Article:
She never asks for consent or informs me of their activities. No I can not get them to their activities all the time. She moved 2 hours away. My job is dispatched. So I can not commit to their sporting travel requirements.

I truly believe they were enrolled in these sports to slowly take away my access.

HammerDad 11-09-2017 11:57 AM

First off, you made a mistake allowing the kids to move 2 hours away. When the ex moved, you should've filed a motion to have them returned to their familiar jurisdiction. The ex can move all they want, the kids can't. However, depending on how long ago that was, it is unlikely that you can cause the kids to move back.

So the ex never consulted you about the activities and unilaterally enrolled them when they had never done them before? Well in that case, I'd let the ex know to get bent! Should she attempt to deny access due to an activity on your parenting time, I would send an email advising them that they do not have the ability to unilaterally determine when you exercise your parenting time. That they never sought your consent to the activity, and you have not otherwise consented. While having the children involved in activities is important, that it is also important that they have full and loving relationship with both of their parents. That should they want to enroll the children into activities, that they ensure that such activity doesn't interfere with your parenting time. And should the activity interfere with your parenting time, that they seek your prior consent to enrolling the children. That due to their unilateral decision to move from the child's familiar location, you cannot facilitate the activities at this time. As such, you expect the children to be made available for your parenting time as per the agreement/order/status quo.

It may require you to seek the assistance of your lawyer should the ex deny you your parenting time. If they do deny your parenting time, you need to send them an email advising you do not agree with their unilateral decision to withhold the children, and ask that they provide makeup time for the missed time at the earliest opportunity. Give 3 dates that work for you, let them choose one. State that if they do not advise by X date (like 3-4 days from your email), you will choose a date and inform them as soon as possible.

You need to do everything via email. If the ex calls, let it go to voicemail. You then listen to the voicemail, if it is an emergency regarding the kids, you call back. If it is child related, but not an emergency (ie. they are saying you can't pick up the kids) you send an email back noting their voicemail and advising of your position. If it is just them ranting, ignore it.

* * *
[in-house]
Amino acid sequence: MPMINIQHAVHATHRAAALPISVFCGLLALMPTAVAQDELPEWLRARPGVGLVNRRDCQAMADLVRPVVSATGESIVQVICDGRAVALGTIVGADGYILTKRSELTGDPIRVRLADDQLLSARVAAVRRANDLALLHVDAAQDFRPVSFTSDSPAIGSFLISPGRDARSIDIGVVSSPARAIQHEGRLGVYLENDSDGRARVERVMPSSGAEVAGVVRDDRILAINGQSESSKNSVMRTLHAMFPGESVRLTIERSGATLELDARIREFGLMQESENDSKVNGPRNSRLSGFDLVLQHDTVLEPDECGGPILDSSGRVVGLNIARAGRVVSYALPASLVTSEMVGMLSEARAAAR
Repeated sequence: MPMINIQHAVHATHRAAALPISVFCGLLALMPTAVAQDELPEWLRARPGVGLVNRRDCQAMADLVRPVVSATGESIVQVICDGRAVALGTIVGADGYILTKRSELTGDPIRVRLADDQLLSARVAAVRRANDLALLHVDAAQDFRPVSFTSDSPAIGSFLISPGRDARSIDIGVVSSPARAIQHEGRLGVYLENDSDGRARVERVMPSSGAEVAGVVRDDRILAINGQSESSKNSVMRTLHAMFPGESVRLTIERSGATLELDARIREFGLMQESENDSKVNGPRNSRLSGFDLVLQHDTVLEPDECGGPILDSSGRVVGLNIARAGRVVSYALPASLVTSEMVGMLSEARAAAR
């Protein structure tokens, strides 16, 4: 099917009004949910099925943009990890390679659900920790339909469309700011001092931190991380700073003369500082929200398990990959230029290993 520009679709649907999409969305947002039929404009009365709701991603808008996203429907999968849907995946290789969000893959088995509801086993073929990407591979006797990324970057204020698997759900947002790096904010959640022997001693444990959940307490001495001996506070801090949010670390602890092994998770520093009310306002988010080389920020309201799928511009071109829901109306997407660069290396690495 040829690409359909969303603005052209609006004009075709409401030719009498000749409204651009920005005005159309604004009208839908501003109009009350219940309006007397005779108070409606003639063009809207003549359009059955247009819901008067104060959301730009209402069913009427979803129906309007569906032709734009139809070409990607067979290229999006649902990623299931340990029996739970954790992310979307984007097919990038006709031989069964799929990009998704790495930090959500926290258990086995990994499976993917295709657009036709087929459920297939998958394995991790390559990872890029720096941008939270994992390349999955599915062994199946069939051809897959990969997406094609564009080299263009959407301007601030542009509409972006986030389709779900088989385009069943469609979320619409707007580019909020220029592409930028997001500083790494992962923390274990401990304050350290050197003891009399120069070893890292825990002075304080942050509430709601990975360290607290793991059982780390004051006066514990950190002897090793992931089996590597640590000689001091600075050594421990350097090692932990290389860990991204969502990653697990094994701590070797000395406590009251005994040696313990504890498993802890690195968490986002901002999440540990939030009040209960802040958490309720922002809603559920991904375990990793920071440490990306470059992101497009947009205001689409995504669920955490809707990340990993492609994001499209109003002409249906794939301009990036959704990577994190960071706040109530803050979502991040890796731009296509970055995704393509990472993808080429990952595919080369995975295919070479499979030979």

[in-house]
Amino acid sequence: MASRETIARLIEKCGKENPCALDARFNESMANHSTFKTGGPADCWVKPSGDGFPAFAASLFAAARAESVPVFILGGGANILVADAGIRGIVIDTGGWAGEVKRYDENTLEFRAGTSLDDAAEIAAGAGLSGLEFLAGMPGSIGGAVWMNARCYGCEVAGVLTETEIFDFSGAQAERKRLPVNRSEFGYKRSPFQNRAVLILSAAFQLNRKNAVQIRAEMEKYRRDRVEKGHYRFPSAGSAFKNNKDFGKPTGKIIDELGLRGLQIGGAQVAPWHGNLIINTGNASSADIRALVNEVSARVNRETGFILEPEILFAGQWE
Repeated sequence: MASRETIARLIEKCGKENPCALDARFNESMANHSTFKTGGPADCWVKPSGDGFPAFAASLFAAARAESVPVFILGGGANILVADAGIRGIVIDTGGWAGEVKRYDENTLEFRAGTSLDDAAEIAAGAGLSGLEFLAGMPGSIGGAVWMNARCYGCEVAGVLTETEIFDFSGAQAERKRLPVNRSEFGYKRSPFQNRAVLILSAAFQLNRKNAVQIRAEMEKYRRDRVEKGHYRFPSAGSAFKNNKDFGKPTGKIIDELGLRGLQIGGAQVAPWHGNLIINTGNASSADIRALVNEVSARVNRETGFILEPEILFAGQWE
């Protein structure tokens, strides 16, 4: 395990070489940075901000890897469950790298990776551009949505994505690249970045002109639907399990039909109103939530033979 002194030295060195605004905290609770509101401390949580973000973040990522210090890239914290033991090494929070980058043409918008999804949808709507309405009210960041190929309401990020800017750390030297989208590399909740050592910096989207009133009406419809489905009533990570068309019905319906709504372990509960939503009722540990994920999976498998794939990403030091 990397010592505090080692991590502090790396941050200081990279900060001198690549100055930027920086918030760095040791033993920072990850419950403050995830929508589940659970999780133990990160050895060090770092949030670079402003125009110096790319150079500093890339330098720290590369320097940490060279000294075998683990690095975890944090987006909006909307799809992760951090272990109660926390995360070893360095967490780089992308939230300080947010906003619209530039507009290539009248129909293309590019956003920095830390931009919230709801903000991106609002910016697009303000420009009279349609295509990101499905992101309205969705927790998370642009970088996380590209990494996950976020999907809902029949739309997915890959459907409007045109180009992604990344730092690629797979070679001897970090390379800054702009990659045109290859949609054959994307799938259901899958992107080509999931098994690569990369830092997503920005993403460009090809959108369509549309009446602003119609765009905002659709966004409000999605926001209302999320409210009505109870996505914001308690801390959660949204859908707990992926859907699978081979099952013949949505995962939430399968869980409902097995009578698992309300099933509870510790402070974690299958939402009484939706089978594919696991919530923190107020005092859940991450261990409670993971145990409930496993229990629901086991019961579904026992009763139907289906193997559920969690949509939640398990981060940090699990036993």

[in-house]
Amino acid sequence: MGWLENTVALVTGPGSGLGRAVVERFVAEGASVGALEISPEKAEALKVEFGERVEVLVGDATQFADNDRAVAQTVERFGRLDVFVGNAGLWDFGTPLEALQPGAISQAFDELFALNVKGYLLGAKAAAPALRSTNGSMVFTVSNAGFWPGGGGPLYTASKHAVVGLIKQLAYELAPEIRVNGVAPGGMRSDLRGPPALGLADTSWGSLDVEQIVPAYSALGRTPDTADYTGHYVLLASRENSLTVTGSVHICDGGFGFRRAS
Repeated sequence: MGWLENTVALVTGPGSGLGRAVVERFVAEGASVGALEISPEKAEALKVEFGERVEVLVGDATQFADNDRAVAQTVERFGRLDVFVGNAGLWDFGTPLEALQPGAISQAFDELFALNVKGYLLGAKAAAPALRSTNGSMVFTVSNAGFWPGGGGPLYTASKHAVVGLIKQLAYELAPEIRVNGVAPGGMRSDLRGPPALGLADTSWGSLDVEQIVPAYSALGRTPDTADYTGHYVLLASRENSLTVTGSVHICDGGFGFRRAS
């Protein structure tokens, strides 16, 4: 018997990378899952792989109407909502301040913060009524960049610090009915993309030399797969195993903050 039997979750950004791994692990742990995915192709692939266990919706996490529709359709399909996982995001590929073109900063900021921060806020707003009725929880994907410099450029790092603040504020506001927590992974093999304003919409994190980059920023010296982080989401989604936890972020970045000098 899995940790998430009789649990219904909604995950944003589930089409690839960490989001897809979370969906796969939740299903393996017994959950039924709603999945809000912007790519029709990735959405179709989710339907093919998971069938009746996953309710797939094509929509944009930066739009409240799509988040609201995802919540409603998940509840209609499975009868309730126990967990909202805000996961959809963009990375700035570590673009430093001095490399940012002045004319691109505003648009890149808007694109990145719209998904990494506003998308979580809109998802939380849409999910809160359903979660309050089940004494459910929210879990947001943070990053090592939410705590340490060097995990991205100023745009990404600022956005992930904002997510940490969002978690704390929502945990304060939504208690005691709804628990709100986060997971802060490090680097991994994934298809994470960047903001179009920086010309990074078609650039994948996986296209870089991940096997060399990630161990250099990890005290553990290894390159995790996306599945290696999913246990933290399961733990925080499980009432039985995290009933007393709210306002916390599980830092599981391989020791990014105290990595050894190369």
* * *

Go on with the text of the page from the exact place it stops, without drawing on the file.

Activities are good for the kids. Your ex needs to understand that they need your consent to enroll them into stuff that impacts you. If it is all on their parenting time, they don't need to consult you unless they expect you to pay part.

Tandem80 11-09-2017 01:04 PM

She already filed a motion back in April. She stated I have unreasonabley withheld consent but the truth is she never did ask for consent and enrolled my son into minor hockey.

She is already taking me to court over this.

Currently we are trying to adjust our court order.

I have offered a set budget for extracurricular activities and that she does not require consent however any activities that happen during my time will be missed.

Now she is saying if I am not home at time of drop off then she gets to keep the kids to take to their activities until I am home. She just doesn't want my kids left with my wife (for no good reason)

It's all about control.

I am ok if the kids tend to their activities but will require her to have them at my place as soon as I am home from work.

Tandem80 11-09-2017 01:06 PM

I have an email from her in May saying my daughter is in skating on Wednesday only....now all of a sudden she is in skating Fridays until late in the evening. My access is supposed to start at 3:30. She is trying to alienate me by enrolling in activities that are basically every weekend.

Tandem80 11-09-2017 01:08 PM

If I decided to say screw it let's go to court...would a judge see me as being unreasonable even if I have emails and texts from my ex stating she agreed to not enroll into minor hockey, and wasn't asking for contribution?

trinton 11-09-2017 10:31 PM

Agree to pay child support based on previous years income. Ignore further correspondences from her lawyer. Or you could just resent them your old response and say, not sure if you received my response on this issue. Here is a copy in case you have misplaced it.

Mom can't enroll child on activities without your consent. You should not agree to pay them if you didn't agree with them. Especially if they fall on your weekend. She can't dictate your weekend with the kids.

If we keep letting custodial parents do these things, then we are doomed. We have to keep pushing back guys. Take your power back and stop allowing your ex to own you. They really don't. They're the shit that get's stuck to your shoes and you just have to wipe them off your shoes and keep your shoes clean.